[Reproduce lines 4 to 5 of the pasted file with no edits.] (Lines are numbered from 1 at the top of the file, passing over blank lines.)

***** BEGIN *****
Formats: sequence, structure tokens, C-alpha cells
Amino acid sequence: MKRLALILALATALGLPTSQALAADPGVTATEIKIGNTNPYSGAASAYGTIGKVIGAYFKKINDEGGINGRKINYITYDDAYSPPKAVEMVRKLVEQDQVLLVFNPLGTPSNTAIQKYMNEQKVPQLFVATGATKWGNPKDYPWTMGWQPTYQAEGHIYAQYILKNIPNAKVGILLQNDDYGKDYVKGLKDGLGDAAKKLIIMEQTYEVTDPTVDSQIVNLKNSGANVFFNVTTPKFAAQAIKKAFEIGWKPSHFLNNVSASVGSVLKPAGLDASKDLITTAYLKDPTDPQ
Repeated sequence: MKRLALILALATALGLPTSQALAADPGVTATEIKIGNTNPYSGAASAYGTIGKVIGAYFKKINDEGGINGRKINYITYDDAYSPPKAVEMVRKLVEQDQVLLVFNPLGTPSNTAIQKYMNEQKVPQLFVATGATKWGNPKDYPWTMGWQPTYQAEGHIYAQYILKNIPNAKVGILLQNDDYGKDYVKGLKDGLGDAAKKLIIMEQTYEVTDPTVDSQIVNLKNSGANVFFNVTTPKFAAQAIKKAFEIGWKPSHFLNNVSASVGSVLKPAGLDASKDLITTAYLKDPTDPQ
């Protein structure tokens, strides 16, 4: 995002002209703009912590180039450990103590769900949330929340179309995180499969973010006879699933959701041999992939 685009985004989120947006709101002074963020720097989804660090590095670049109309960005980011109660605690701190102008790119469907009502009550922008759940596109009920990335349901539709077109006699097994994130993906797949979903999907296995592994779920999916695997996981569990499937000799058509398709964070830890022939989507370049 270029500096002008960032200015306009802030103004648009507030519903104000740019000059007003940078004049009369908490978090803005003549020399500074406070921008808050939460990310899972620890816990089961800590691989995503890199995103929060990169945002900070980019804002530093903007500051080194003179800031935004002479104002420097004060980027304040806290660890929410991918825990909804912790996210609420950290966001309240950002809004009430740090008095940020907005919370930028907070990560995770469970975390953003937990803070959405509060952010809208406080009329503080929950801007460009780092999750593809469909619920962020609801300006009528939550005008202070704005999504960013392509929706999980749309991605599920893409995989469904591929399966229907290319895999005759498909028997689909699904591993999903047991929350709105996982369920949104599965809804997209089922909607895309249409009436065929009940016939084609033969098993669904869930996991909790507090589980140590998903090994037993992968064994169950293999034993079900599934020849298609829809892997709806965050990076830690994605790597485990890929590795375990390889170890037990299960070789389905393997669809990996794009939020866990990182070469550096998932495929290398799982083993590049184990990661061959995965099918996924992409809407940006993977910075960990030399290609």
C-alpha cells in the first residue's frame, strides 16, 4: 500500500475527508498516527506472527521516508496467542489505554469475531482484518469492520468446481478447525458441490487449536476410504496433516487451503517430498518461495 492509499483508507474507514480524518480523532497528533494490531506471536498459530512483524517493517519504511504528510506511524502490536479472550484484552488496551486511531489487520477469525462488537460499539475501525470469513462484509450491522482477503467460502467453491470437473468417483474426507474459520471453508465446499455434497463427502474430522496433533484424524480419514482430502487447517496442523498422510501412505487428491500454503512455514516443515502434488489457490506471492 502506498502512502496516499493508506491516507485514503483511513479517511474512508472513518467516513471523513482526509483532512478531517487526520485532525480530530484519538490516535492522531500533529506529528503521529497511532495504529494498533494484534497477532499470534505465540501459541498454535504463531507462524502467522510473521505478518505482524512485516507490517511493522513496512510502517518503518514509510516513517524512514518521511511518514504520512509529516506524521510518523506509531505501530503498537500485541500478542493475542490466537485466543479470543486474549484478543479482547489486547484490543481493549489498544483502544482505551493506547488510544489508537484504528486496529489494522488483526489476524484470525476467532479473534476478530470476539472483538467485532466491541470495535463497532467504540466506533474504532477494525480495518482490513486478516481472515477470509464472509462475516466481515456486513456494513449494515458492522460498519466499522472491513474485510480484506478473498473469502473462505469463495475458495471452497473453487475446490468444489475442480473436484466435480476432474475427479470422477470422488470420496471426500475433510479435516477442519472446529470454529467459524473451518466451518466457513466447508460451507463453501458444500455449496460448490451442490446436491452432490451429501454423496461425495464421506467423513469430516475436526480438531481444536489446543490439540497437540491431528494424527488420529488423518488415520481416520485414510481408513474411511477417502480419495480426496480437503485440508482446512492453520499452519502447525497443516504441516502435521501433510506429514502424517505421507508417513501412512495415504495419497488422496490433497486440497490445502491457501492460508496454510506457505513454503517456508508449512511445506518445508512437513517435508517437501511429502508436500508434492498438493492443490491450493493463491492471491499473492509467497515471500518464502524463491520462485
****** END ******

């Protein structure tokens, strides 16, 4: 995002002209703009912590180039450990103590769900949330929340179309995180499969973010006879699933959701041999992939 685009985004989120947006709101002074963020720097989804660090590095670049109309960005980011109660605690701190102008790119469907009502009550922008759940596109009920990335349901539709077109006699097994994130993906797949979903999907296995592994779920999916695997996981569990499937000799058509398709964070830890022939989507370049 270029500096002008960032200015306009802030103004648009507030519903104000740019000059007003940078004049009369908490978090803005003549020399500074406070921008808050939460990310899972620890816990089961800590691989995503890199995103929060990169945002900070980019804002530093903007500051080194003179800031935004002479104002420097004060980027304040806290660890929410991918825990909804912790996210609420950290966001309240950002809004009430740090008095940020907005919370930028907070990560995770469970975390953003937990803070959405509060952010809208406080009329503080929950801007460009780092999750593809469909619920962020609801300006009528939550005008202070704005999504960013392509929706999980749309991605599920893409995989469904591929399966229907290319895999005759498909028997689909699904591993999903047991929350709105996982369920949104599965809804997209089922909607895309249409009436065929009940016939084609033969098993669904869930996991909790507090589980140590998903090994037993992968064994169950293999034993079900599934020849298609829809892997709806965050990076830690994605790597485990890929590795375990390889170890037990299960070789389905393997669809990996794009939020866990990182070469550096998932495929290398799982083993590049184990990661061959995965099918996924992409809407940006993977910075960990030399290609």
C-alpha cells in the first residue's frame, strides 16, 4: 500500500475527508498516527506472527521516508496467542489505554469475531482484518469492520468446481478447525458441490487449536476410504496433516487451503517430498518461495 492509499483508507474507514480524518480523532497528533494490531506471536498459530512483524517493517519504511504528510506511524502490536479472550484484552488496551486511531489487520477469525462488537460499539475501525470469513462484509450491522482477503467460502467453491470437473468417483474426507474459520471453508465446499455434497463427502474430522496433533484424524480419514482430502487447517496442523498422510501412505487428491500454503512455514516443515502434488489457490506471492 502506498502512502496516499493508506491516507485514503483511513479517511474512508472513518467516513471523513482526509483532512478531517487526520485532525480530530484519538490516535492522531500533529506529528503521529497511532495504529494498533494484534497477532499470534505465540501459541498454535504463531507462524502467522510473521505478518505482524512485516507490517511493522513496512510502517518503518514509510516513517524512514518521511511518514504520512509529516506524521510518523506509531505501530503498537500485541500478542493475542490466537485466543479470543486474549484478543479482547489486547484490543481493549489498544483502544482505551493506547488510544489508537484504528486496529489494522488483526489476524484470525476467532479473534476478530470476539472483538467485532466491541470495535463497532467504540466506533474504532477494525480495518482490513486478516481472515477470509464472509462475516466481515456486513456494513449494515458492522460498519466499522472491513474485510480484506478473498473469502473462505469463495475458495471452497473453487475446490468444489475442480473436484466435480476432474475427479470422477470422488470420496471426500475433510479435516477442519472446529470454529467459524473451518466451518466457513466447508460451507463453501458444500455449496460448490451442490446436491452432490451429501454423496461425495464421506467423513469430516475436526480438531481444536489446543490439540497437540491431528494424527488420529488423518488415520481416520485414510481408513474411511477417502480419495480426496480437503485440508482446512492453520499452519502447525497443516504441516502435521501433510506429514502424517505421507508417513501412512495415504495419497488422496490433497486440497490445502491457501492460508496454510506457505513454503517456508508449512511445506518445508512437513517435508517437501511429502508436500508434492498438493492443490491450493493463491492471491499473492509467497515471500518464502524463491520462485